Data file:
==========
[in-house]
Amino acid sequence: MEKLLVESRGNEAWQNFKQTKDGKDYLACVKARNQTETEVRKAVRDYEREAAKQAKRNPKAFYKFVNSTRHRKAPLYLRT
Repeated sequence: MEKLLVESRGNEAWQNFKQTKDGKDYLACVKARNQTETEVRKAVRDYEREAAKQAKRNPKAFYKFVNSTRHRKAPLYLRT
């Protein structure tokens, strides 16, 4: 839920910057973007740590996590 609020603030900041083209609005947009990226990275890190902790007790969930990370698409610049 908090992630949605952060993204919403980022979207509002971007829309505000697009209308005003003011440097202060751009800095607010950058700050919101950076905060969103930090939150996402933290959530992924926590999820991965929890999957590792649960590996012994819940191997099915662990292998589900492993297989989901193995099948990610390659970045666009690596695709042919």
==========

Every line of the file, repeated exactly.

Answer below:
[in-house]
Amino acid sequence: MEKLLVESRGNEAWQNFKQTKDGKDYLACVKARNQTETEVRKAVRDYEREAAKQAKRNPKAFYKFVNSTRHRKAPLYLRT
Repeated sequence: MEKLLVESRGNEAWQNFKQTKDGKDYLACVKARNQTETEVRKAVRDYEREAAKQAKRNPKAFYKFVNSTRHRKAPLYLRT
């Protein structure tokens, strides 16, 4: 839920910057973007740590996590 609020603030900041083209609005947009990226990275890190902790007790969930990370698409610049 908090992630949605952060993204919403980022979207509002971007829309505000697009209308005003003011440097202060751009800095607010950058700050919101950076905060969103930090939150996402933290959530992924926590999820991965929890999957590792649960590996012994819940191997099915662990292998589900492993297989989901193995099948990610390659970045666009690596695709042919």